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Planned rules for Radio Nordsee(Gloria) DJs

Programme Director, Klaus Quirini drew up a set of rules for the German DJs who would be on Radio Nordsee (Gloria). It was intended that the DJs would sign to accept these rules before  being allowed on air.

  1. It is necessary to keep in mind the overall programme content at all times.
  2. Arriving late in the studio for presenting a programme and not clearing the studio after the programme can lead to dismissal.
  3. Ambiguous comments are not allowed during the presentation.
  4. The broadcasts should always be prepared in a written form, which must be submitted to the Programme Director upon request.
  5. The discs taken from the archive must be returned to the same place after the programme.
  6. The DJ may not use his own records or tape material without the permission of the Programme Director.
  7. Cabins and other areas on board the ship must always be kept clean and tidy.
  8. Any items found on board the ship which do not belong to an individual DJ must always be handed over to the Captain.
  9. Individual political remarks or comments on the products advertised are forbidden.
  10. Goods on board the ship must not be moved without permission and certainly not taken from the ship to land.
  11. All the tape material on board, which is marked with the sticker  "Radio Nordsee " is the property of the owners of the station.
  12. When attending press conferences the DJs should be neatly dressed, including wearing a tie.
  13. On board ship it is permissible to work in a sports shirt or sweater.
  14. References to the discotheque where you previously worked are possible in a limited way, but references to other discotheques is only possible with the permission of the Programme Director.
  15. Alcohol consumption is prohibited before the start of the programme and is only available to a limited extent thereafter. This is to keep order on board ship.
  16. The Captain is in charge of the ship in every matter that is not related to programme content.
  17. Only when it comes to pop programmes can the listeners be addressed with terms such as  "Dear friends " In all other cases reference should be  "Dear Listener (s) " and  "Ladies and gentlemen ".
  18. Every DJ must make a photograph available (together with a signature) to the board of directors before his first departure to work on board the ship. This is for publicity purposes.
  19. The remuneration of DJs must not be talked about because this could breach confidentiality.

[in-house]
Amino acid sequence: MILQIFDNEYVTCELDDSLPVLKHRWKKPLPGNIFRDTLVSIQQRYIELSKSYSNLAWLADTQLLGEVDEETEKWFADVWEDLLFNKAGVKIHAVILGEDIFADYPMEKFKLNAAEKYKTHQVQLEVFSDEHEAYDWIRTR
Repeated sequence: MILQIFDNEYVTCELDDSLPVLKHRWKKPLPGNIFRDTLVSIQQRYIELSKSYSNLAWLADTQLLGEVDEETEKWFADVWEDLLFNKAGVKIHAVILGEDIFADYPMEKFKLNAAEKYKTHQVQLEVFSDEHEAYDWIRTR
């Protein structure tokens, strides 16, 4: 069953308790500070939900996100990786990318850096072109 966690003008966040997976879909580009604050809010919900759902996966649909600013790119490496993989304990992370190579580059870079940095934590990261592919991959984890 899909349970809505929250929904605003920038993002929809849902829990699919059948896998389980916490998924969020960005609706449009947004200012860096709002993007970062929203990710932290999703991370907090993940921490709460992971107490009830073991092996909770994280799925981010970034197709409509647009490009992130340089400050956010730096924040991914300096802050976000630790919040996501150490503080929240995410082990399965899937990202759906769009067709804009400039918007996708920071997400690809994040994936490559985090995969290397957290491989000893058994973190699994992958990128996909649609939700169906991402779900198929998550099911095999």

20. Those who intentionally falsify personal information before their appointment or who violate the ship's rules will be eligible for immediate dismissal.

MEBO II Paint design

The psychedelic design painted on the side of the Mebo II (and later Mebo I)  was designed by  Swiss advertising agency Gisler & Gisler. It was inspired by the ‘dazzle’ design painted on ships during the  World War 1.

Dazzle camouflage (also known as razzle dazzle in the United States), was used extensively in World War 1, and to a lesser extent in World War 2 and afterwards. The British marine artist Norman Wilkinson is credited with devising the complex patterns of geometric shapes in contrasting colours, interrupting and intersecting each other.

Unlike other forms of camouflage, the intention of dazzle was not to conceal but to make it difficult to estimate a target's range, speed, and heading. Norman Wilkinson explained in 1919 that he had intended dazzle primarily to mislead the enemy about a ship's course and so cause them to take up a poor firing position.

Dazzle was adopted by the Admiralty in the UK, and later by the United States Navy. Each ship's dazzle pattern was unique to avoid making classes of ships instantly recognisable to the enemy. The result was that many designs of dazzle were tried, but the evidence for their success was at best mixed. So many factors were involved that it was almost impossible to determine whether any of the colour schemes were effective.

Station Theme - ‘Man of Action’

RNI’s theme music was Man of Action, by the Les Reed Orchestra. This particular piece of music had been identified by Klaus Quirini as a possible theme tune for the original Radio Nordsee (Gloria) project. When that project failed to materialise Meister and Bollier retained the track as the theme music for their new station, RNI.

The tune was used extensively by RNI in station IDs and as a background for various announcements. It was also played almost continuously during emergency incidents such as the 1970 attempted hijacking and the 1972 bomb attack.

Man of Action was released as a single in many European countries and became instantly recognisable to a generation of offshore radio listeners during the early 1970s.

Do you have any other memorabilia about RNI which we could add to this Special Exhibition?

If you do, and you are willing to allow the Museum to use it, please contact


We look forward to hearing from you

Designs for dazzle paint on a British Navy ship, 1918

special exhibition RNI Man of Action extract.mp3

For copyright reasons we are unable to display the full track, but for educational and historical research  purposes here is a short extract of the RNI theme, Man of Action.

To listen, click on the loudspeaker



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